The value of fun in music
As a host of a local music radio program and as the emcee of a music night at Trees Coffee House I hear from a lot of musicians who are frustrated with Vancouver's music scene. They cite many issues that leave the ability to make a success of their music quite challenging. Much less often do I hear from people who are actively working to make the solutions that will help themselves make a career in the city. But, it sure is refreshing when I do.
It is up to musicians, promoters, fans and venues to create their own healthy vibrant music scene as it will not materialize without any involvement. For those of us who are inclined to create the change we want to see, this series of articles outlines a vision of how a healthy Vancouver music scene can work.
Part 3: The Value of Fun
Fans, musicians and venue holders, what is music worth?
To the fan
How much do you think should be allocated for music as part of an entertainment budget?
If enjoyment is important to you I think maybe the value of good music is high. Or, If you like to dance, like poetry, or like a good show music ties into your kind of love.
I really don't know anyone, actually, who doesn't often feel better when music is present. And so, when we speak of the value of music maybe we are asking ourselves about the value of fun.
And so what is the value of your enjoyment?
We have the opportunity of a burgeoning local music scene, and this is why I ask. There are a lot of new local music spaces popping up in the Vancouver area like Vancouver Fan Club, Frankie's Italian Kitchen, Mr. Brownstone, all are three months old or less and are real quality spaces. There is something here to celebrate. If we think it's worth celebrating…
Glenn Chatten performing from Frankie's Italian Kitchen
And so, do you want to have fun?
Please support these venues if you do.
To the musician
Before a musician seeks professional work, the question to ask is why would someone go to see what you do. Vancouver is full of skilled musicians, but is not skilled entertainers. And at least 60 per cent of every audience will not know the different between skillful and unskillful playing, and even if you're real good, at least 90 per cent of every audience will not care if you're not also entertaining.
So what's the product? And why would people want that?
Many artists think their naval is fascinating and really interesting to everyone else. And so they write about it, and they sing about it. And it isn't, not even if you're Shania Twain.
But if the navalist communicates in a language of celebration, and can entertain, things can change. When the music is done right, even your naval can be interesting.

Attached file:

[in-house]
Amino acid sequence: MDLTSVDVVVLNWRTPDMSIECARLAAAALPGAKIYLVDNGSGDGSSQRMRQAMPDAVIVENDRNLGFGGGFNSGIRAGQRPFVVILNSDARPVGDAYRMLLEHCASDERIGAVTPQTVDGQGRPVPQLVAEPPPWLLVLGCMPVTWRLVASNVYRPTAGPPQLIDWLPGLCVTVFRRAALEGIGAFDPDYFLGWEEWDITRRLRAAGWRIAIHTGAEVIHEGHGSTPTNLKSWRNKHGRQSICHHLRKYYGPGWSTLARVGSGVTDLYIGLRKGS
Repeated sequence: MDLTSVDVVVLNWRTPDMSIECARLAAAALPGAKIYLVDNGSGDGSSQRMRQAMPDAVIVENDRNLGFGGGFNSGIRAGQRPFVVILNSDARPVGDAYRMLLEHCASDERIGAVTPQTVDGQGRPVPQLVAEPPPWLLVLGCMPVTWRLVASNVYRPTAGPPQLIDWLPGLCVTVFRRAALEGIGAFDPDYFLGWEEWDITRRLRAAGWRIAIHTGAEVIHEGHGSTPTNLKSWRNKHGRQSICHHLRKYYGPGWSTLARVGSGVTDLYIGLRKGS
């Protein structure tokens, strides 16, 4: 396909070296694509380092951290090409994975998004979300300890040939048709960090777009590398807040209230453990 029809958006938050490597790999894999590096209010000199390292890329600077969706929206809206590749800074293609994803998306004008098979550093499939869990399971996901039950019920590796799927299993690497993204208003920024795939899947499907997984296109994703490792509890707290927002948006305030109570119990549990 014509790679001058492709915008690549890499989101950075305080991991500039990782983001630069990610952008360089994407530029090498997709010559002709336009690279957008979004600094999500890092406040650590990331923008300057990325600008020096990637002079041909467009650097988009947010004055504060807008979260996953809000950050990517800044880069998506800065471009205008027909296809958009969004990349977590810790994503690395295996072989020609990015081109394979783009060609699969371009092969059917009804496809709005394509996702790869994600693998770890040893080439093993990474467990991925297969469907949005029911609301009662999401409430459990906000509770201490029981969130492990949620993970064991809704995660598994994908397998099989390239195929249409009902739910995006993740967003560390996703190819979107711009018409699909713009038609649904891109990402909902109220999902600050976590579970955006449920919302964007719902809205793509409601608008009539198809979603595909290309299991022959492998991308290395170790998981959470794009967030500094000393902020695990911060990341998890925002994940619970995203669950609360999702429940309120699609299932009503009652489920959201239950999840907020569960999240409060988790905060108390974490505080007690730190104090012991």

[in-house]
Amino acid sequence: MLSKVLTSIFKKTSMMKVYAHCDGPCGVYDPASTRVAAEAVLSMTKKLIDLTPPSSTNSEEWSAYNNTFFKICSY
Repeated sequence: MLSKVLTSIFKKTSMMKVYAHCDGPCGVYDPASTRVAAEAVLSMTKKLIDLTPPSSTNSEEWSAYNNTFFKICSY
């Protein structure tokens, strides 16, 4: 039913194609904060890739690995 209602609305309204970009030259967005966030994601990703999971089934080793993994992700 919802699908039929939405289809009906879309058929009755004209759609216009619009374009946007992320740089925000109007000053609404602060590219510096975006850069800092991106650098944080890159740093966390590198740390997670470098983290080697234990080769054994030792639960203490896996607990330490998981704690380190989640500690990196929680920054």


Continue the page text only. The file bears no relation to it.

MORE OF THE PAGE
Jim Croce is an artist to consider in this regard. He wrote some of the most inward-looking songs around, including 'Time in a Bottle' and 'Operator' but he also wrote 'Leroy Brown'. and 'You don't mess around with Jim' to make it fun. He had a very successful, although tragically short, career.
People who have not heard a musician before make quick internal decisions at the door. Either the energy is where they want to go, or it isn't. And so being attractive is a performing musicians job or no one will watch. To work a venue twice you need to be able to create a space where people will gather and stay. The venues will love you for that and you'll be invited back.
Having the right stuff to be attractive every night can be a difficult task. Especially when you are working other jobs to support your music, when life is tiring. The professionals pull it off, however, because the best musicians can do that.
To owners, directors, bookers, managers
Audiences and venues don't realize just how skillful a tradesman a musician needs to be to work a night of live entertainment. Its value and difficulty is highly underrated.
Good musicians are often underpaid. A musician really has to be in control of the sound as well as super sensitive to the business needs and aware of the vibe around them. They also have to hav a proper pacing for the needs of the night. A lot of the time when a musician is starting to work towards full time, three-hour sets and four-hour sets with inattentive crowds are set upon them. To perform the alchemy that makes a regular night something memorable requires a lot of energy for one hour. Three or four hours is heroic.
And energy speaks volumes. Nothing's better to a venue than a full and happy house. When a venue consistently has musical masters of energy flow at their location, they develop a reputation and become the most attractive venue to see.
What people buy into is the feeling they get from being there. We all do.
To be fun, create fun and inspire fun is a highly skilled talent, and to do so one must also be having fun because you cannot give away what you do not already have. So look for entertainers who are happy, both on stage and off. If they're not enjoying the work, the audience will not enjoy them.
In a society where the most boring tedious or soul-destroying jobs tend to get higher than average pay, it is also important to consider what energy you wish to feed. Do you wish to reward people for having unhappy experience, or do you wish to reward happy experience? Who is getting paid more, the security or the band?
Do you want to encourage the masters of enjoyment, or the masters of suspicion? What kind of place would you choose to walk into?
The perfect marriage is when all interests meet in the place they are designed to go which is the paying public who frequents the spaces that serve them well. If all partners in a night of entertainment are targeting this same ends, the means to the ends will find a way to agree and success will be had.
And Vancouver will come to have the music scene to be seen.